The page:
Dame Sharon To Turn John Lewis Into A Water Park. Go Shazzer

Posted on Oct 16, 2020. by NTI

We have made absolutely no secret of the fact here in the NTI newsroom that we have a crush on Dame Sharon White, the now relatively new chair at John Lewis. She's a tough woman in great shoes with laser vision who looks like she might get drunk at a dinner party and start slagging off the wayward husband of her host, calling him a sluggard (much of this is speculation on our part, but it felt good to share).

She has elbowed her way to the top of the column inches again today (Friday 16 October) by saying the employee-owned group want to save a further £300 million a year by 2022 by further streamlining its operations and head office. Just a year ago this number was £100 million, but Sharon's lucky number is three and she is a woman with a plan. She said with a sexy snarl that the retailer is seeking to push profits to £400 million by 2025 and is planning to grow into new areas, including expanding its financial services business.

John Lewis fell to a £635 million pre-tax loss for the first-half of the year to July 25 compared with a £192 million profit a year earlier and, as reported on the very screen you are currently reading, in September axed its staff bonus for the first time since 1953. Shazzer has already announced her plans to turn some of the stores into housing and offices, as well as opening a gardening business and could be heard in the Peter Jones canteen musing about the possibilities of a John Lewis Safari Park, with water-slides and a casino, as well as a theme park, where the rides are based on white goods, wool and sensible crockery. Admittedly, this last part may be something Neil made up, as his eyes had gone that usual shade of  'funny' when telling us about it, but you shouldn't doubt Shazzer's ambitions and imagination.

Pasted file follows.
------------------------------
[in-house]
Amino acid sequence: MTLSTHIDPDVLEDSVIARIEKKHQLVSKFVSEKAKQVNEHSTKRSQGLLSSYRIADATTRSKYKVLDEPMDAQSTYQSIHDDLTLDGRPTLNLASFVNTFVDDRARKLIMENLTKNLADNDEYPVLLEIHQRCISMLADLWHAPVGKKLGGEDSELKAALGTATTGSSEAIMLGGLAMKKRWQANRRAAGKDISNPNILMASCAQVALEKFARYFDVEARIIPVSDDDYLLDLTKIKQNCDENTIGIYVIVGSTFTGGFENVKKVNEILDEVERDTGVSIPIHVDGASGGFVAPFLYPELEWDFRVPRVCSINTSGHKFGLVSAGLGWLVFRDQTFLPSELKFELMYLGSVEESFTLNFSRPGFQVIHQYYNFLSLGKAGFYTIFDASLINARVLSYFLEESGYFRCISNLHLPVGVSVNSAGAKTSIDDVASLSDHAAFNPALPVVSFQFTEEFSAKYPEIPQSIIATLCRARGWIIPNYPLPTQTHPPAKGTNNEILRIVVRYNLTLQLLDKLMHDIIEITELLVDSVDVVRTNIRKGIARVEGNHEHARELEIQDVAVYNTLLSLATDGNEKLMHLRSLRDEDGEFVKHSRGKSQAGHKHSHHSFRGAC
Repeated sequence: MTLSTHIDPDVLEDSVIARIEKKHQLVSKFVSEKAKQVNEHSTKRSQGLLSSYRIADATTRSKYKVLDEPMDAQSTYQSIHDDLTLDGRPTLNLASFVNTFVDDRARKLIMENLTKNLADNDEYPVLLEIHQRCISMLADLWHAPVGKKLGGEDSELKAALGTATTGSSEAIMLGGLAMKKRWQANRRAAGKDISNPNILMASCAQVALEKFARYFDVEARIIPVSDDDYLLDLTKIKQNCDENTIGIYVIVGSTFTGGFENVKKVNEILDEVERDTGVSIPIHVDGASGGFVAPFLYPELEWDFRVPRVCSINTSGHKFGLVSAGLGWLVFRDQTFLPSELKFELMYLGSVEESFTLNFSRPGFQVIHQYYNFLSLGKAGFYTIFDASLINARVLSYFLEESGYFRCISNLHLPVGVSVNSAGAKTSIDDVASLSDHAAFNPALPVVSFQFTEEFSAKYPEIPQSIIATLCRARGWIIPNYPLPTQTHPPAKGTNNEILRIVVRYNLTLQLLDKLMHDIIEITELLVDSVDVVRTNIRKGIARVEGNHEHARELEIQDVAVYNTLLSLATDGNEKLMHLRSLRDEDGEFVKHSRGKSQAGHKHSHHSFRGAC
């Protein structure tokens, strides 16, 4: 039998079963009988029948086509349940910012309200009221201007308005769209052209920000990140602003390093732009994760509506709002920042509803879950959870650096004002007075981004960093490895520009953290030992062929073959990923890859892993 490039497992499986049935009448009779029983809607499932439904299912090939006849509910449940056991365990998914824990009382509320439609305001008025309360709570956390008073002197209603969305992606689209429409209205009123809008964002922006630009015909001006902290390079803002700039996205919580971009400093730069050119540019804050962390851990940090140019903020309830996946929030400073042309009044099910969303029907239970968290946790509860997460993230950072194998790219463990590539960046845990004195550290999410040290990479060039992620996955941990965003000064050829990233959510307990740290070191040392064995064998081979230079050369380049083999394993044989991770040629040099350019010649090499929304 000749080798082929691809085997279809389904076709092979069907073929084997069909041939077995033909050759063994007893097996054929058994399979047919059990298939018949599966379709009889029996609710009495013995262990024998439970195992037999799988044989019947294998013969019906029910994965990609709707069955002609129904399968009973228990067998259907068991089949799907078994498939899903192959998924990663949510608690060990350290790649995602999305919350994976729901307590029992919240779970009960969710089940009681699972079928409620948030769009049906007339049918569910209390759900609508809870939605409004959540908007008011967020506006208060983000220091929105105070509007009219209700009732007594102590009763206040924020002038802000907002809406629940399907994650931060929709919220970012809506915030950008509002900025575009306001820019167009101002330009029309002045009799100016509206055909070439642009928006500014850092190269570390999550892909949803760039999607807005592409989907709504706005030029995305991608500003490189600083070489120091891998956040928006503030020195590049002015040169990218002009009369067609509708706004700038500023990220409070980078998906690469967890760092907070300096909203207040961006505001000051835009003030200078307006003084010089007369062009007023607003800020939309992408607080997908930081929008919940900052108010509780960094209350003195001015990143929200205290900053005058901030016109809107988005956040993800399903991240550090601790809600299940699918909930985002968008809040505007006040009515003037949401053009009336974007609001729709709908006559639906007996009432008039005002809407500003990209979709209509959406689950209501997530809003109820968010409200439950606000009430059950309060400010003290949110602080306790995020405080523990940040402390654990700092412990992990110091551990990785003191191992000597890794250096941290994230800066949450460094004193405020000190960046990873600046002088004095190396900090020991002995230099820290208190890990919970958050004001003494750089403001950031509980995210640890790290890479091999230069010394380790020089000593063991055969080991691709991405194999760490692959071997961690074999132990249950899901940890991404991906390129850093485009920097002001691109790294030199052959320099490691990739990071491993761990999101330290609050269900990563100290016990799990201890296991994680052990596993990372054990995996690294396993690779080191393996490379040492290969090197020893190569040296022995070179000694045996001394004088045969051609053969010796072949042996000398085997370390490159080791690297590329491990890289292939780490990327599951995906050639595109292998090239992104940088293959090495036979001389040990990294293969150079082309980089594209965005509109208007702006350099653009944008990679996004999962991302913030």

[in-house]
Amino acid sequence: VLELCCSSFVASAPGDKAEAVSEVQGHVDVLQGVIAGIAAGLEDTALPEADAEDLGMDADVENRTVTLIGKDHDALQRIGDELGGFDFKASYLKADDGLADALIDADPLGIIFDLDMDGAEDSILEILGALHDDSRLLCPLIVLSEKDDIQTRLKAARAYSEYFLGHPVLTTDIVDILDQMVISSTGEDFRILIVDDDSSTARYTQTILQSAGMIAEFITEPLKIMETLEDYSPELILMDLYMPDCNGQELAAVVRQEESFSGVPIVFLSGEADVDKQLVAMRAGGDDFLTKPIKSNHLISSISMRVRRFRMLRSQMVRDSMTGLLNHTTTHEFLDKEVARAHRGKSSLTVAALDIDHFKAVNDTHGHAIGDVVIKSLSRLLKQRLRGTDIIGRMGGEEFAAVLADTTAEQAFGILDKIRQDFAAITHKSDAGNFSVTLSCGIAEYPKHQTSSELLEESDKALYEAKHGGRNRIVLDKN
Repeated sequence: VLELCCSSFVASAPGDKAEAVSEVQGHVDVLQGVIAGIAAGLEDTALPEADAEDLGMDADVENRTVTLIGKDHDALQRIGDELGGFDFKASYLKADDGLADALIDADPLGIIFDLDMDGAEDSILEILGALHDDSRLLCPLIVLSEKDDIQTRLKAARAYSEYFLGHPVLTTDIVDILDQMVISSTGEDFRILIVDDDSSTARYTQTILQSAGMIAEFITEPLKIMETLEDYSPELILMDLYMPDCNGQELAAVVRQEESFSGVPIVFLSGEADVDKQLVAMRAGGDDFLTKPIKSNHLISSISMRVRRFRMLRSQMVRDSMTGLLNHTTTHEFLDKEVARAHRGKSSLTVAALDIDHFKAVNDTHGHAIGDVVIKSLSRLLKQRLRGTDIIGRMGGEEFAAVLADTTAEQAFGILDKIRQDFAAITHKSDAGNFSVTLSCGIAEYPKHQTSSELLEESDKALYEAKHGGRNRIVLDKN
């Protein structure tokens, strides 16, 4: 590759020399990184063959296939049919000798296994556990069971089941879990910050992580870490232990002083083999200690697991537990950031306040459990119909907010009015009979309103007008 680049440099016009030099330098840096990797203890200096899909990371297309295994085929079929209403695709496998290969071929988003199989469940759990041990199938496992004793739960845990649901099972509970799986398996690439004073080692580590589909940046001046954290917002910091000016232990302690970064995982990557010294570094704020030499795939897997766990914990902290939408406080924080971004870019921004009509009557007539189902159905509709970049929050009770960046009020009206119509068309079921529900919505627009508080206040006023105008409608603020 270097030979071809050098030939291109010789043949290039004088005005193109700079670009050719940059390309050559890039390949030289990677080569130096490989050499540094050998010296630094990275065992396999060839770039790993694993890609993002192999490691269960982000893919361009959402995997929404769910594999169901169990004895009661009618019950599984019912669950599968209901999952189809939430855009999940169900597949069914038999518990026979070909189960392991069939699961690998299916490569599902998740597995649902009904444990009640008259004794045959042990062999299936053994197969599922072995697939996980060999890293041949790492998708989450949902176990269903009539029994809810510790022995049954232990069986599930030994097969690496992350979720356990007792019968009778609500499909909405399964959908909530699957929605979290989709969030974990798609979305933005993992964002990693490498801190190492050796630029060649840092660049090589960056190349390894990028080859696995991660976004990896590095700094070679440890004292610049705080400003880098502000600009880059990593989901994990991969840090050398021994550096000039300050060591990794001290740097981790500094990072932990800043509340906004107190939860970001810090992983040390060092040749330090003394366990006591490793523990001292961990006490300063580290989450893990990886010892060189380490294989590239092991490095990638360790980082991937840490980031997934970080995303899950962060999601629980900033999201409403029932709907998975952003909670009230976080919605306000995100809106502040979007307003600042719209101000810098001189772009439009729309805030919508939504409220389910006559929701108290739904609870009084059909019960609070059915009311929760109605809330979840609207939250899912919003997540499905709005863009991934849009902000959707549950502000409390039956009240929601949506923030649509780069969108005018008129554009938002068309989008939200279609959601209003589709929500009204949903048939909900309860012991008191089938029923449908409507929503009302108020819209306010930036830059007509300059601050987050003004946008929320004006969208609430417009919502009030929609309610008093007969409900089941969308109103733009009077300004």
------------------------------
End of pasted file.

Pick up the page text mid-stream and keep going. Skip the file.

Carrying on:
The partnership said that it had identified 20 sites it owned that could be used for sustainable housing and would make planning applications for two in greater London next year. We have some issues with the phrase 'sustainable housing' here at NTI. Is the implication that some housing simply isn't sustainable, in that the very structures may collapse? We are starting a campaign for all housing to be capable of standing up to the most severe of breezes and showers. People shouldn't be allowed to live in places that can raised to the ground by the nudge of an elbow. But we get what you mean Dame Sharon and good for you. 2021 and onwards will be built around people like you and if we could clone you to also take a look at the leisure industry, casual dining and dodgy cheap low-rent fashion we would.



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